Between 3,500 and 3,800 paid Syrian fighters transferred by Erdogan into Libya now threaten Europe

, Turkish President Recep Tayyip Erdogan

The U.S. Defense Department’s inspector general confirmed for the first time that Turkey sent between 3,500 and 3,800 paid Syrian fighters to Libya over the first three months of the year, changing the course of Libya’s war between the Tripoli-based Government of National Accord (GNA) and the Libyan National Army (LNA). The report says the U.S. military found no evidence to suggest the Syrian mercenaries were affiliated with the Islamic State extremist group or al-Qaida.

It says they were “very likely” motivated by generous financial packages rather than ideology or politics. But from our conversations with these fighters emerge they are members of Syrian factions, as Sulltan al-Musrad and Jeysh al-Isam, well known for their affiliation with radical groups, backed by Saudi Arabia until 2018, and actually by the Turkish regime against the Syrian government of Bashar al-Assad. The US report covers only the first quarter of the year, until the end of March — two months before a string of Turkish-backed victories by the Tripoli forces drove Hifter’s self-styled army from the capital’s suburbs, its stronghold at Tarhuna and a key western airbase.

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As for today, the total number of Syrian mercenaries transferred by Erdogan in the North African country, to support the GNA islamist militias, exceed 10,000. They are deployed in several military camps around Tripoli, Misrata, Sirte and al-Jufra. The latest report says the Turkish deployments likely increased ahead of the Tripoli forces’ triumphs in late May. It cites the U.S. Africa Command as saying that 300 Turkish-supported Syrian rebels landed in Libya in early April. Turkey also deployed an “unknown number” of Turkish soldiers during the first months of the year, the inspector general adds.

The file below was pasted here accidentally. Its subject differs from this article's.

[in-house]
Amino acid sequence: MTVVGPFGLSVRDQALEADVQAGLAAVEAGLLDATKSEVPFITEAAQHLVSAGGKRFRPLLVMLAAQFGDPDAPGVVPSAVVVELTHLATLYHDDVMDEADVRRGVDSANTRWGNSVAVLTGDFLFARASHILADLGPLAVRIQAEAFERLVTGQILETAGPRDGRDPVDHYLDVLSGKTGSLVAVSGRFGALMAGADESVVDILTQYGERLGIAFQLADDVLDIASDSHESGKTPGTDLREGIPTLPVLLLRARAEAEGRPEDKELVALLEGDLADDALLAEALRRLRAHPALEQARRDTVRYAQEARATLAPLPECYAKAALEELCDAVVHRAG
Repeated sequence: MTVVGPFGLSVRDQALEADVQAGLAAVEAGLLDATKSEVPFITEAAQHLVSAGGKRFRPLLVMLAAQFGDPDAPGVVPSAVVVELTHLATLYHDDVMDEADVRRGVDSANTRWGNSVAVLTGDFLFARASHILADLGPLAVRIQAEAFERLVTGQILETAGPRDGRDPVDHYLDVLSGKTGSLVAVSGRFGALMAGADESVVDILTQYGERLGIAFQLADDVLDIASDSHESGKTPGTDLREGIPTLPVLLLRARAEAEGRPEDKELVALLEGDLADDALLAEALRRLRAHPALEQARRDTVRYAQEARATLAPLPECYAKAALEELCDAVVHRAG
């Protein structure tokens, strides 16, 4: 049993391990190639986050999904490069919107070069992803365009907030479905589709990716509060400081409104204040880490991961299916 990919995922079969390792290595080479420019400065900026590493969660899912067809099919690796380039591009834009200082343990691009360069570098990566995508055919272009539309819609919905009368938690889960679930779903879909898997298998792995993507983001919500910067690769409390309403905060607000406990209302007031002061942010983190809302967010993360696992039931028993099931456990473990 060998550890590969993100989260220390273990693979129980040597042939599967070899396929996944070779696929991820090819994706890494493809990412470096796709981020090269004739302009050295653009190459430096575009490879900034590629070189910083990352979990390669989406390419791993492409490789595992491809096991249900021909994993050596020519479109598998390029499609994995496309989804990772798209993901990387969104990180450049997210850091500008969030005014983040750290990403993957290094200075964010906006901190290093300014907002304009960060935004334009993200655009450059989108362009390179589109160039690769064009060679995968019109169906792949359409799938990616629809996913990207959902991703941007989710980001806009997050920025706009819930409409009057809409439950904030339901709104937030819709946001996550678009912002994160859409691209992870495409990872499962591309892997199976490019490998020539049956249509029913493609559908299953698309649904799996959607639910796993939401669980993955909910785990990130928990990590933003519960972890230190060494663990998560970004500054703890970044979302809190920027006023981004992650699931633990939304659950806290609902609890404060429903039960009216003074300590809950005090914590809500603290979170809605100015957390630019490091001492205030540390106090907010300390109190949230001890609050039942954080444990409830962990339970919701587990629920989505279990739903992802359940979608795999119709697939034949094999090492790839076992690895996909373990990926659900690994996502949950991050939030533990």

Turkey’s increasingly reckless foreign policy is on full display, from weaponizing refugees to extort the European Union to exporting mercenary Jihadist fighters. According to several testimoniances, the final destination of these fighters when the war is over will be Europe. Many of them, once arrived in Libya, deserted after few days and crossed the Mediterranean toward Italian coast, on board of ghost ships departed from Western Libya.

Ankara also threatens to open its borders for immigrants to flood through Europe. In 2016, the EU and Turkey reached a deal in which Turkey received billions of Euros in exchange for preventing a wave of refugees and asylum seekers from crossing into Europe. However, when the Syrian regime began its offensive on Idlib, which is home to many Ankara-backed jihadist fighters, Turkey was angry and decided to open its border to allow refugees to stream into Greece, as a way to get the EU to put pressure on Syria and its Russian backer to halt the offensive.

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